There are plenty of dire phrases and words floating around among parents these days: “Beyond frustrated,” “sickened,” “horrified,” “heartbroken,” and more. Many of these parents are like me – we volunteer for schools, we have worked on political campaigns that promise some part of a solution, and we have worked to figure out supplementary activities for our kids as schools face cuts. We’ve been doing this for years. And years. This latest round of budget cuts, however, has pushed us too far. We’re done. Over it. That’s it.
Part of my volunteer work has been serving as the president of the PTSA at my children’s school. It used to be that PTSA’s simply supported enrichment activities– field trips, more books for the library, perhaps some guest speakers or new sports equipment. The fun stuff. Now, however, I’m not the only PTSA president who is frantically shifting money and helping organize fundraising activities in their school simply to pay for the basics, the fundamentals of having, you know, a qualified teacher in a classroom with my children.
While I’m happy to do this, I certainly realize it’s not a true solution. We’re simply applying a band aid to a broken structure that is on the brink of failure. When I was in high school in Oregon, we ranked near the top in statewide funding for educational systems. Now, a couple of decades later, we rank 44th in funding, 49th in average classroom size, and have one of the shortest school years in the nation.
Many of us know why we’re here. In the 1990’s, Oregonians voted for a series of property tax measures that severely restricted the amount of money school districts could raise. At the same time, these measures plopped most of the responsibility for funding education into the State’s general fund, forcing schools to compete with social services, parks, public safety and more in a sort of “who is the most needy” celebrity death match. Not really the best way to serve our state, wouldn’t you agree?
Ironically, since then, many families have most likely paid more in school fundraisers, day care and supplementary activities than they ever would have in property taxes.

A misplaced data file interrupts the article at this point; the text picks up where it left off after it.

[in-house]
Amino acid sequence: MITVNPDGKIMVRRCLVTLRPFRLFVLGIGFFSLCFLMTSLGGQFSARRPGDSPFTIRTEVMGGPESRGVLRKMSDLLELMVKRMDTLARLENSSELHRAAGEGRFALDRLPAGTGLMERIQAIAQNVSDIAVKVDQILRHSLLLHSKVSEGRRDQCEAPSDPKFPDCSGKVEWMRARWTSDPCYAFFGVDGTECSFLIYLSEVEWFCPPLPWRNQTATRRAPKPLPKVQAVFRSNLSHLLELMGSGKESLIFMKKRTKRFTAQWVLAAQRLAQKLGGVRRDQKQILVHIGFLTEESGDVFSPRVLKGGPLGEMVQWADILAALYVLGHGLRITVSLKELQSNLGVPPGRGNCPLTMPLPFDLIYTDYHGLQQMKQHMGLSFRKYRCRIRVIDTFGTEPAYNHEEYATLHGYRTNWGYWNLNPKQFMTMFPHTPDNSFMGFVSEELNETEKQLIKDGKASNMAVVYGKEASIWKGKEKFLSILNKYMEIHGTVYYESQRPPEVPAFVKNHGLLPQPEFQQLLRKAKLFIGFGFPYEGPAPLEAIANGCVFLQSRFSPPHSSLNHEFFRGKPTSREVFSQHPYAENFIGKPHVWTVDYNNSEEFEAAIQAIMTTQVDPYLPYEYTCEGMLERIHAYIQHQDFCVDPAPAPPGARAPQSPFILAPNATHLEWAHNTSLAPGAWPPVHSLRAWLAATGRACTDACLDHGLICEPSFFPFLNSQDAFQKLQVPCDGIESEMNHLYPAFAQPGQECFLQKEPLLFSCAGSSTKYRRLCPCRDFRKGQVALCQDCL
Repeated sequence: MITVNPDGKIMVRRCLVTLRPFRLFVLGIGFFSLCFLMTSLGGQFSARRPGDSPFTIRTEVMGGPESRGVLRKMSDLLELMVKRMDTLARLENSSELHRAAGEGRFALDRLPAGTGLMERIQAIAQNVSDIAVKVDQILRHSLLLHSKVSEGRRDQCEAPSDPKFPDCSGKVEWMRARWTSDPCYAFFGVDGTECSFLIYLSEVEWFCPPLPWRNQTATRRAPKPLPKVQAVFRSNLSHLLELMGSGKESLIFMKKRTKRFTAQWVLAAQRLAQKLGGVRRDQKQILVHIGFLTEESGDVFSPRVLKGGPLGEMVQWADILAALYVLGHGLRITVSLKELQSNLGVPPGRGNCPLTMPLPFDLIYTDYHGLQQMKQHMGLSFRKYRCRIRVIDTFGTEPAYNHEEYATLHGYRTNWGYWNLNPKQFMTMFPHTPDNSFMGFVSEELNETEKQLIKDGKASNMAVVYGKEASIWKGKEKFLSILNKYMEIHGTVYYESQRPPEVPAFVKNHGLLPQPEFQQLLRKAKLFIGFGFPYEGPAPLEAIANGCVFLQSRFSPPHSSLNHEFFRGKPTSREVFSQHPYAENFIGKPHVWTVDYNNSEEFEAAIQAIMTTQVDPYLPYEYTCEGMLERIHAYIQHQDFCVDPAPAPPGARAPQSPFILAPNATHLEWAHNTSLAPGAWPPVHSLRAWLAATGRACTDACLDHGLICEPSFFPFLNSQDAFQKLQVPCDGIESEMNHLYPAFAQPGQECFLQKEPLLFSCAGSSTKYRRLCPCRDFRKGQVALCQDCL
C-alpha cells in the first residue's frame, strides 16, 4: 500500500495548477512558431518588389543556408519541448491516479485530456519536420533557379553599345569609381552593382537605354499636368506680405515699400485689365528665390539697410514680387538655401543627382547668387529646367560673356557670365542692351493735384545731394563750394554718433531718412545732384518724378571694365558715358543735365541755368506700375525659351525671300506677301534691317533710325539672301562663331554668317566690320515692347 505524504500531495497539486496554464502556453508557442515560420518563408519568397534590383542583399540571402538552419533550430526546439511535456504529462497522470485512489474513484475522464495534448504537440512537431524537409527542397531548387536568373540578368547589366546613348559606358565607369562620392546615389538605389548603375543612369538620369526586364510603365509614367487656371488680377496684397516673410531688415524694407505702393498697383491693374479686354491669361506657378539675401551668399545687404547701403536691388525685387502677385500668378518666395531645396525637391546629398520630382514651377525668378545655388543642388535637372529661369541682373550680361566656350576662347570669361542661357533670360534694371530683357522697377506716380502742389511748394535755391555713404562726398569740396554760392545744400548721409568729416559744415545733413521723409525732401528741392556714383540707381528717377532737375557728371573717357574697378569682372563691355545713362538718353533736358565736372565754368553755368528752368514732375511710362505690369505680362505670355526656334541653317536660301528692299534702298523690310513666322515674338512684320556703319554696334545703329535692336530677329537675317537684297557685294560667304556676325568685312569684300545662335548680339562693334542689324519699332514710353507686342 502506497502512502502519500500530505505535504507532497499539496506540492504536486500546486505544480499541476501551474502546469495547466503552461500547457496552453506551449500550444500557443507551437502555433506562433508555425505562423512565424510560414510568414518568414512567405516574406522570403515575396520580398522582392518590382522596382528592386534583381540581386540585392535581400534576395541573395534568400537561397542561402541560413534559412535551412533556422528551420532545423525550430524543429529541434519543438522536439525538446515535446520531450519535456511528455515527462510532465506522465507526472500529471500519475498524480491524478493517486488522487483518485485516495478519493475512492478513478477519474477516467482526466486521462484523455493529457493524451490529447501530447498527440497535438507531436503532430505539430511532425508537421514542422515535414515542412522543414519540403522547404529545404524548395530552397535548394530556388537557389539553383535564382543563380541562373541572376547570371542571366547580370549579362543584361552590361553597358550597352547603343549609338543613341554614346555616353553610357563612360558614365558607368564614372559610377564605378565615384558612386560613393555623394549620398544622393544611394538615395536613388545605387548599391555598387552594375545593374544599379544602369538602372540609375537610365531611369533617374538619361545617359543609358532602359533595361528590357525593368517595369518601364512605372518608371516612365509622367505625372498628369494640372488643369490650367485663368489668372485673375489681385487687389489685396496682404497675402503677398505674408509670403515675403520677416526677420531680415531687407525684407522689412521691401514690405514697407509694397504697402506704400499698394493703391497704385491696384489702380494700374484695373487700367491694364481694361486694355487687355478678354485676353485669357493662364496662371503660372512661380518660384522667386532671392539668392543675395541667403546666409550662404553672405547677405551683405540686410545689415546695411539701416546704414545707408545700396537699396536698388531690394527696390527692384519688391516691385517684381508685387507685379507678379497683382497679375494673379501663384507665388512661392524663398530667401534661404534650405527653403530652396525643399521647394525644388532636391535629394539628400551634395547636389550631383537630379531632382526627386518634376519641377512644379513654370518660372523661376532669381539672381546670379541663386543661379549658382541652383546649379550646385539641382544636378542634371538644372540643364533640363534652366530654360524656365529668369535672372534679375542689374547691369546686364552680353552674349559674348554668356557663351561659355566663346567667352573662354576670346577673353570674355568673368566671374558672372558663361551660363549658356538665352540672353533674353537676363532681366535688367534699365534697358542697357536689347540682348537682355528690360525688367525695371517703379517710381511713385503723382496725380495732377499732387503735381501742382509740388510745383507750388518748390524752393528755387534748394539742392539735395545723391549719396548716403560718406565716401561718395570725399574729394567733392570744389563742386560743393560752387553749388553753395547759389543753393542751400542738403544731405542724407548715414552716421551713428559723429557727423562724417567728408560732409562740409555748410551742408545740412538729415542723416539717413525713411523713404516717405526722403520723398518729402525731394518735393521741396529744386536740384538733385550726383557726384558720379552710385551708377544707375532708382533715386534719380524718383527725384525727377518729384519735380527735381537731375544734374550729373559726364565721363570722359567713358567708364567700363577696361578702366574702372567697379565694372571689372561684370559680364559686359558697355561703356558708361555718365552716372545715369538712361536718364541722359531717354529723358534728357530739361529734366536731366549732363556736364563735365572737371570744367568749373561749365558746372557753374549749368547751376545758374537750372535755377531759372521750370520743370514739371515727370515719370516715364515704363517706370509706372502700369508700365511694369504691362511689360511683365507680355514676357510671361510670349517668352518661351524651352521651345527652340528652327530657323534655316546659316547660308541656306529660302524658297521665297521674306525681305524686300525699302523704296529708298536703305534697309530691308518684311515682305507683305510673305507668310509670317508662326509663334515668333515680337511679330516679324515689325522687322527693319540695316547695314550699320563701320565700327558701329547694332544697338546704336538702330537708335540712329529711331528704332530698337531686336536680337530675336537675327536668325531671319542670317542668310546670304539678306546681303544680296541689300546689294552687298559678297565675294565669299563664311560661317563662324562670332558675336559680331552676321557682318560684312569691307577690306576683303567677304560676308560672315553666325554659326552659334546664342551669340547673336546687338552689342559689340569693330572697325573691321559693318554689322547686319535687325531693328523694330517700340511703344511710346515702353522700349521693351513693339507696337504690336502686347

That isn’t, however, the whole story.
When times are bad, Oregon’s notoriously volatile tax system crashes, forcing budget cuts for all essential government services back to a bare bones level. But when the good times roll, it’s hard to reinvest in our state due to the kicker. We can’t pump money back where it belongs because the law requires that the “surplus” go to individual and corporate tax payers, meaning that while we each have a bit of money in our own pockets, we collectively never really get ahead.
But there’s more. In 1994, Oregonians also passed Measure 11, a mandatory minimum sentencing law, one of the results of which is that spending for prisons is going up more than spending for schools. At the same time, services that might provide for real criminal justice reform – mental health services, addiction interventions, job training, oh, and of course, schools, have been slashed, meaning that prisons will only grow. This is arguably the worst investment we can make in our future.
We need a real, true, lasting solution. We need property tax reform. We need reform to our criminal justice system. We need kicker reform.
Luckily, some folks are talking about it. Our Oregon is working to put a measure on the ballot reforming the corporate kicker. A few brave folks in the legislature (boy, do we need more of them) have taken on changing some of the ways the property tax laws have functioned. These are small but very important steps.
The word from state legislators, however, is that they haven’t heard much from constituents and until they do, there’s no incentive to tackle fundamental tax reform. So we need more people talking and doing the hard work of engaging in change. Local jurisdictions and citizens need to let state decision makers know that the current funding system has brought public education to the breaking point. We all need to let them know that we have no more patience for conversations that don’t address the core problems. We all deserve more.